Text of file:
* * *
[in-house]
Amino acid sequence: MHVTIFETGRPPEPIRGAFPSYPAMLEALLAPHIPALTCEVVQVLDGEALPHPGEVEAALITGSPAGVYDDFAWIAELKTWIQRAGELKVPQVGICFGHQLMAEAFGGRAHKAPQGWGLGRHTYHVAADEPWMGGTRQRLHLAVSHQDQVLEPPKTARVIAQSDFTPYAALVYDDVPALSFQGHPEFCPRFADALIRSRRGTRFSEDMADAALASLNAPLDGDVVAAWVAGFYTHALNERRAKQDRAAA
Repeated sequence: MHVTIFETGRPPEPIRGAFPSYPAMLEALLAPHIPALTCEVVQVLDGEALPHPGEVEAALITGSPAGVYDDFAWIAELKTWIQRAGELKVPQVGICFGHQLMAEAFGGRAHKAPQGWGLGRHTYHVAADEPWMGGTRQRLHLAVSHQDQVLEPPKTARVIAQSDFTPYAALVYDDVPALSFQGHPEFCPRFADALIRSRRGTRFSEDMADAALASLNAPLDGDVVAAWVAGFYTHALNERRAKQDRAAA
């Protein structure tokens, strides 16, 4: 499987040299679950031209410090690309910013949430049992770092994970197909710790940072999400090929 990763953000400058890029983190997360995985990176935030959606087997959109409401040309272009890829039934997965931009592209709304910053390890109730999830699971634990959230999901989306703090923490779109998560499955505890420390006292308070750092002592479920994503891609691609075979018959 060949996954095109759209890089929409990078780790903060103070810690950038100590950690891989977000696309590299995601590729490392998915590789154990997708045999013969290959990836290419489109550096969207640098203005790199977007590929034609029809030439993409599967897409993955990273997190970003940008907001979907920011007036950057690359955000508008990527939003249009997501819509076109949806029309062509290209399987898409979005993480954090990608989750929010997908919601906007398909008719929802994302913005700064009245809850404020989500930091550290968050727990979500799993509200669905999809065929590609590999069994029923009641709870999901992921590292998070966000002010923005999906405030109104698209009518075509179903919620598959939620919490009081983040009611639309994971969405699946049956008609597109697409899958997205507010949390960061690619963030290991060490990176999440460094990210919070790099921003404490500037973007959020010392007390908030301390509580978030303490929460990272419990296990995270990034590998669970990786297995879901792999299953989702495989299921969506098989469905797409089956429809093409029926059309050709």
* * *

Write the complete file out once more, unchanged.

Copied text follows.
[in-house]
Amino acid sequence: MHVTIFETGRPPEPIRGAFPSYPAMLEALLAPHIPALTCEVVQVLDGEALPHPGEVEAALITGSPAGVYDDFAWIAELKTWIQRAGELKVPQVGICFGHQLMAEAFGGRAHKAPQGWGLGRHTYHVAADEPWMGGTRQRLHLAVSHQDQVLEPPKTARVIAQSDFTPYAALVYDDVPALSFQGHPEFCPRFADALIRSRRGTRFSEDMADAALASLNAPLDGDVVAAWVAGFYTHALNERRAKQDRAAA
Repeated sequence: MHVTIFETGRPPEPIRGAFPSYPAMLEALLAPHIPALTCEVVQVLDGEALPHPGEVEAALITGSPAGVYDDFAWIAELKTWIQRAGELKVPQVGICFGHQLMAEAFGGRAHKAPQGWGLGRHTYHVAADEPWMGGTRQRLHLAVSHQDQVLEPPKTARVIAQSDFTPYAALVYDDVPALSFQGHPEFCPRFADALIRSRRGTRFSEDMADAALASLNAPLDGDVVAAWVAGFYTHALNERRAKQDRAAA
């Protein structure tokens, strides 16, 4: 499987040299679950031209410090690309910013949430049992770092994970197909710790940072999400090929 990763953000400058890029983190997360995985990176935030959606087997959109409401040309272009890829039934997965931009592209709304910053390890109730999830699971634990959230999901989306703090923490779109998560499955505890420390006292308070750092002592479920994503891609691609075979018959 060949996954095109759209890089929409990078780790903060103070810690950038100590950690891989977000696309590299995601590729490392998915590789154990997708045999013969290959990836290419489109550096969207640098203005790199977007590929034609029809030439993409599967897409993955990273997190970003940008907001979907920011007036950057690359955000508008990527939003249009997501819509076109949806029309062509290209399987898409979005993480954090990608989750929010997908919601906007398909008719929802994302913005700064009245809850404020989500930091550290968050727990979500799993509200669905999809065929590609590999069994029923009641709870999901992921590292998070966000002010923005999906405030109104698209009518075509179903919620598959939620919490009081983040009611639309994971969405699946049956008609597109697409899958997205507010949390960061690619963030290991060490990176999440460094990210919070790099921003404490500037973007959020010392007390908030301390509580978030303490929460990272419990296990995270990034590998669970990786297995879901792999299953989702495989299921969506098989469905797409089956429809093409029926059309050709």